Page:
US Perspectives on International Trade Relations
Chapter 2: Fairness: In Search of a Meaning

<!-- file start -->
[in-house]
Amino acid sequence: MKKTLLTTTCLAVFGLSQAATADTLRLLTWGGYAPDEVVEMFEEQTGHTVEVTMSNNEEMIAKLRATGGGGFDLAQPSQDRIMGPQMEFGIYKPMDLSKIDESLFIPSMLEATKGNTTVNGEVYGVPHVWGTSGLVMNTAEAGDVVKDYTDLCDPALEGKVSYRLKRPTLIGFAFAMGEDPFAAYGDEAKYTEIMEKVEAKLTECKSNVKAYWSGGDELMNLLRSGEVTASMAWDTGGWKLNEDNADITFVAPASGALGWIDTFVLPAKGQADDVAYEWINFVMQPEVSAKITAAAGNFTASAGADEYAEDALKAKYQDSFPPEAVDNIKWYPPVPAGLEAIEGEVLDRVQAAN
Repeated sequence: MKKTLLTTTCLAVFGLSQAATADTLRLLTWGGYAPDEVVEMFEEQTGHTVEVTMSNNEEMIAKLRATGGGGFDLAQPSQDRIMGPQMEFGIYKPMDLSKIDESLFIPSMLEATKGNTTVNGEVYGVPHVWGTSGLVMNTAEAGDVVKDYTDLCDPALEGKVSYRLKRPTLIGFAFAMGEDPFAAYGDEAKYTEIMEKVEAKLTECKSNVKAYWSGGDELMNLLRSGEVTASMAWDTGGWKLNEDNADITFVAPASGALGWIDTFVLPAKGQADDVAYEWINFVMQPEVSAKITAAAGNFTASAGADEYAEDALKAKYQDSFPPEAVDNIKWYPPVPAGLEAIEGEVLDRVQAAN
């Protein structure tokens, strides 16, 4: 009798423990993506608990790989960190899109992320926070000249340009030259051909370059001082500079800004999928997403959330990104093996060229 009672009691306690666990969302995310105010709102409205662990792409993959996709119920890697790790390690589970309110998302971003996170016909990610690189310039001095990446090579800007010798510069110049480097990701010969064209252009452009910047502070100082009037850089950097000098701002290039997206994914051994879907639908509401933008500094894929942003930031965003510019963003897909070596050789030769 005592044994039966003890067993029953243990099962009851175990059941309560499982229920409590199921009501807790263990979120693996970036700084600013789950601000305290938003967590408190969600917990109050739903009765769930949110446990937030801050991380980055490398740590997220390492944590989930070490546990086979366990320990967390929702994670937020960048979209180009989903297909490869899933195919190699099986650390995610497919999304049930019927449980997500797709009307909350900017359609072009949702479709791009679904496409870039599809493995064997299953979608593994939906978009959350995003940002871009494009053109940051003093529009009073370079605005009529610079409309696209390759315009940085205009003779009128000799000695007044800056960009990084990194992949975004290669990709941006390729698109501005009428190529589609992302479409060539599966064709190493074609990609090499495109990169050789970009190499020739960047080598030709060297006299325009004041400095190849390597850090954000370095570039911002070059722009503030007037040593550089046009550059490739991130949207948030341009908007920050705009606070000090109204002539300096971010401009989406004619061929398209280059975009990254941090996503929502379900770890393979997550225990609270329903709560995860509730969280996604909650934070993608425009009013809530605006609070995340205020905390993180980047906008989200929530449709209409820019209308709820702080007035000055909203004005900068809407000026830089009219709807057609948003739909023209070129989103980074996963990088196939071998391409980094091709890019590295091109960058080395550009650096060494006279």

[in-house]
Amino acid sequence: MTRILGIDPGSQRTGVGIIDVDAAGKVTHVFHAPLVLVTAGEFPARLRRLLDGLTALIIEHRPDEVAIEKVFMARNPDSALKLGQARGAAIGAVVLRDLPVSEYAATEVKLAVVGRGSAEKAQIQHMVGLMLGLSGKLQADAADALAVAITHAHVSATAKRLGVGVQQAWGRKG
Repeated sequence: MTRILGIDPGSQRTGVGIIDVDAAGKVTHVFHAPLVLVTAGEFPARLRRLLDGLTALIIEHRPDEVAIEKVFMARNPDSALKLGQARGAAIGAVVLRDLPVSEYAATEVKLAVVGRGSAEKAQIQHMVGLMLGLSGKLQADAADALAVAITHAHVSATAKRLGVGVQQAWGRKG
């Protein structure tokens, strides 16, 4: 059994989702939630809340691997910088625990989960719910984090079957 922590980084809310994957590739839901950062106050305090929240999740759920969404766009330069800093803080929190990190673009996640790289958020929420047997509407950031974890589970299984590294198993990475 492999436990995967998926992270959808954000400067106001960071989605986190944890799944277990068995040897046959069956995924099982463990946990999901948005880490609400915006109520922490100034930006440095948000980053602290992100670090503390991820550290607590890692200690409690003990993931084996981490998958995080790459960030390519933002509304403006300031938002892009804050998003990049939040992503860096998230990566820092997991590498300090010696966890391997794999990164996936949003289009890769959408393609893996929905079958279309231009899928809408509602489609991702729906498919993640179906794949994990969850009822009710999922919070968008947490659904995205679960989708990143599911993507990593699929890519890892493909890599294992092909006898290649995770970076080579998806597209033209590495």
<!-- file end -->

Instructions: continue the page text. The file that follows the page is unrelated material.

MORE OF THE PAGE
DEFINING THE NOTION OF FAIRNESS: INSIGHTS FROM POLITICAL PHILOSOPHY Fairness is a complex idea with a long history. As Woods put it, ‘very few ideas are very new’,1 and fairness is certainly not one of them. There is no accepted, uniform, and commonly shared definition of fairness. The notion is strongly associated with such ideas as equality, proportionality, reciprocity, equity, and justice,2 only to mention other terms that have found currency in the trade policy discourse.3 These concepts are entangled and their usage across disciplines and policy areas is far from univocal. But fairness, like justice, addresses issues that are fundamental to the social life of individuals as well as to nations. For the purpose of this study, which only attempts to elucidate the role of this concept in the trade policy discourse and practice, a useful theoretical starting point is found in the ‘principle of fairness’,4 or the ‘duty of fair play’, as developed by Hart and Rawls.5 The principle has been elaborated in order to justify political and legal obligations, even beyond those based on consensual acts, promises, and contracts. However, there is no reason not to extend its application to cooperative schemes generally. The principle accords with the widespread belief that accepting a benefit creates a liability to contribute to its cost of (re)production. Those who fail to execute this obligation take unfair advantage of others and thus violate a norm of reciprocity or fair play. Rawls’s presentation of the principle runs: The...
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